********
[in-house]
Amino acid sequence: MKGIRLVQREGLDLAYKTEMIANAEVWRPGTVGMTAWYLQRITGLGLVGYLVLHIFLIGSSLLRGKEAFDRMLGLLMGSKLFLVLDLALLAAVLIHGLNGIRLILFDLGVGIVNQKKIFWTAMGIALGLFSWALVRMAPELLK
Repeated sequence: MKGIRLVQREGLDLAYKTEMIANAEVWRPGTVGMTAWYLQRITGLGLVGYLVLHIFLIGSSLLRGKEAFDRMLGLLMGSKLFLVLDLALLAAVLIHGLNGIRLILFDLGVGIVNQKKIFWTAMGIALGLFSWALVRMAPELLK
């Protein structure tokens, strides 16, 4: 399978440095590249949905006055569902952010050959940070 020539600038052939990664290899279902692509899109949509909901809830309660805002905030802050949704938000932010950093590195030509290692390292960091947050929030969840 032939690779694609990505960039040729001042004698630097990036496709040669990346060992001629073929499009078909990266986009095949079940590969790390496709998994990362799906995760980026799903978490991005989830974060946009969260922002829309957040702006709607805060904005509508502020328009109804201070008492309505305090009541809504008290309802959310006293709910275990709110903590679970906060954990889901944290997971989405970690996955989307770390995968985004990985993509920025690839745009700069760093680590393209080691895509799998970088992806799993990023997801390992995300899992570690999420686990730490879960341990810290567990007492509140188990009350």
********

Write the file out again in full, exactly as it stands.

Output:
[in-house]
Amino acid sequence: MKGIRLVQREGLDLAYKTEMIANAEVWRPGTVGMTAWYLQRITGLGLVGYLVLHIFLIGSSLLRGKEAFDRMLGLLMGSKLFLVLDLALLAAVLIHGLNGIRLILFDLGVGIVNQKKIFWTAMGIALGLFSWALVRMAPELLK
Repeated sequence: MKGIRLVQREGLDLAYKTEMIANAEVWRPGTVGMTAWYLQRITGLGLVGYLVLHIFLIGSSLLRGKEAFDRMLGLLMGSKLFLVLDLALLAAVLIHGLNGIRLILFDLGVGIVNQKKIFWTAMGIALGLFSWALVRMAPELLK
């Protein structure tokens, strides 16, 4: 399978440095590249949905006055569902952010050959940070 020539600038052939990664290899279902692509899109949509909901809830309660805002905030802050949704938000932010950093590195030509290692390292960091947050929030969840 032939690779694609990505960039040729001042004698630097990036496709040669990346060992001629073929499009078909990266986009095949079940590969790390496709998994990362799906995760980026799903978490991005989830974060946009969260922002829309957040702006709607805060904005509508502020328009109804201070008492309505305090009541809504008290309802959310006293709910275990709110903590679970906060954990889901944290997971989405970690996955989307770390995968985004990985993509920025690839745009700069760093680590393209080691895509799998970088992806799993990023997801390992995300899992570690999420686990730490879960341990810290567990007492509140188990009350």